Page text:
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JAMA Pediatrics Patient Page
April 2017

Supportive Policies Affect the Health of LGBTQ Youth

JAMA Pediatr. 2017;171(4):404. doi:10.1001/jamapediatrics.2016.3103

The labels that describe a person’s gender identity or sexual orientation are important. The term lesbian, gay, bisexual, transgender, questioning/queer (LGBTQ) is used to include people who are described below.

The term lesbian means a girl or woman with a romantic, emotional, and sexual attraction to other girls or women. The term gay refers to a boy or man with a romantic, emotional, and sexual attraction to other boys or men. However, this term also refers to any person who is attracted to someone of the same gender. The term bisexual describes someone with a romantic, emotional, and sexual attraction to people who are male and female. A related term is pansexual, which often refers to people who are attracted to people of all genders.

Transgender is a broad term to describe different types of gender identities, or how people see themselves. This term describes a person who was born as a particular sex but sees their gender identity as different from that sex. For example, a person born with male genitals who identities as female is transgender. This term refers to person’s identity, not their sexual orientation.

The term questioning describes any person who is questioning their own sexual orientation and/or gender identity. The term queer generally refers to the entire LGBTQ community.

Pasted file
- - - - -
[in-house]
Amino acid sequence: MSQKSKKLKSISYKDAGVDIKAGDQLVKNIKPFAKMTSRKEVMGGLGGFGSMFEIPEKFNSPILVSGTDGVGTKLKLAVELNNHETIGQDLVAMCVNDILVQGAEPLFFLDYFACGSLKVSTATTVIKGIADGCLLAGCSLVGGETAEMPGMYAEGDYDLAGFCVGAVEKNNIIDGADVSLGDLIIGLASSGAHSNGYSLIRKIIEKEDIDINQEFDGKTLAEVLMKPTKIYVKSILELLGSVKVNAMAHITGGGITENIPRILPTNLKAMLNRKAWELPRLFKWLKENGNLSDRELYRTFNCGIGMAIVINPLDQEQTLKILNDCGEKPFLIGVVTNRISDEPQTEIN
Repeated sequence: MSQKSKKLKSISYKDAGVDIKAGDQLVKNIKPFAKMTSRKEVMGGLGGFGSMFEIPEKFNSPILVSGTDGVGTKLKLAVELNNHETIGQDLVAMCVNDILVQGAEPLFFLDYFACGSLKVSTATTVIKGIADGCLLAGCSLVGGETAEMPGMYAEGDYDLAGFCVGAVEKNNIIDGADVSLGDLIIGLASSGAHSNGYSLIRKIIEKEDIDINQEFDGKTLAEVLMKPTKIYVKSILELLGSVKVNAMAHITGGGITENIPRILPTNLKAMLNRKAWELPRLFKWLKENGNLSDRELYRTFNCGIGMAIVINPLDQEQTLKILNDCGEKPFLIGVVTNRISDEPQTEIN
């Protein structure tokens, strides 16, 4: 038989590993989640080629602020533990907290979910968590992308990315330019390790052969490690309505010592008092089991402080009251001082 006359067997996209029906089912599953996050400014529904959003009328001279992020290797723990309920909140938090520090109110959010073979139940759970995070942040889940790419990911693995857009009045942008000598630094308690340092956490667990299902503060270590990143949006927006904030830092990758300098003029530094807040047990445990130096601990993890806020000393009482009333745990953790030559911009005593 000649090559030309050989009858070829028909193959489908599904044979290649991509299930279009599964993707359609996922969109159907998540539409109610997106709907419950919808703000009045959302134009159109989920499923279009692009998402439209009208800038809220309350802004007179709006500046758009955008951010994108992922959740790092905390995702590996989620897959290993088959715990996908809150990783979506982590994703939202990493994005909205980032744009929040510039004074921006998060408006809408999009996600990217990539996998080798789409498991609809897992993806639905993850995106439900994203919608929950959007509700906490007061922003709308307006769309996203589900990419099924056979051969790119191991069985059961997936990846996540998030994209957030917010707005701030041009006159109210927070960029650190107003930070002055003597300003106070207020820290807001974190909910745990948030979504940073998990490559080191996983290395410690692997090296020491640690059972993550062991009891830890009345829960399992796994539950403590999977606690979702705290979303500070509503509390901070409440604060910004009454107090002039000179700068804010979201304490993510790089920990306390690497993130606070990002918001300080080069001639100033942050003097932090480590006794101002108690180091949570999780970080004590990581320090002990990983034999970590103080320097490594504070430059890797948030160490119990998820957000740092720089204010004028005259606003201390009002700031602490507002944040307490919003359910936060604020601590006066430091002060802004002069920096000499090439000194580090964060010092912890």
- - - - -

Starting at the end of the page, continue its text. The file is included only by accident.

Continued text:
All youths should be made to feel safe and supported in their families, schools, and communities. Unfortunately, negative attitudes toward LGBTQ identification can put these youths at risk for experiencing violence. Youths who are LGBTQ are more likely to experience teasing, harassment, bullying, and physical assault compared with non-LGBTQ peers. Furthermore, LGBTQ youths are at higher risk for depression, suicidal thoughts, suicide attempts, and death from suicide compared with non-LGBTQ peers. Providing support to LGBTQ youths includes supporting equality.

A study in this month’s issue of JAMA Pediatrics surveyed high school students in several states. The researchers found that 8.6% of all high school students, and 28.5% of LGBTQ high school students reported suicide attempts. However, the study also found that when some states established policies to support same-sex marriage, there was an association with decreased suicide attempts among LGBTQ youths in these states. The study provided evidence that actions and policies that support equality and the LGBTQ community are associated with health benefits for these youths.

What Parents Can Do

Talk and Listen

For all youths, learning about romantic attraction and sex is complicated. Have conversations about healthy relationships early and often. Invite open discussion about sexual orientation in a way that makes your child feel loved and supported. Have honest conversations about sex, healthy relationships, and how to avoid health risks.

Provide Support

For parents who learn their child identifies as LGBTQ, providing support is essential. Talk openly, and remind your child frequently that you support and value them and affirm their identity.

Be Proactive

Parents can access many organizations and online resources to support their LGBTQ teenager, their teenager’s peers, and/or their community.

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Conflict of Interest Disclosures: None reported.

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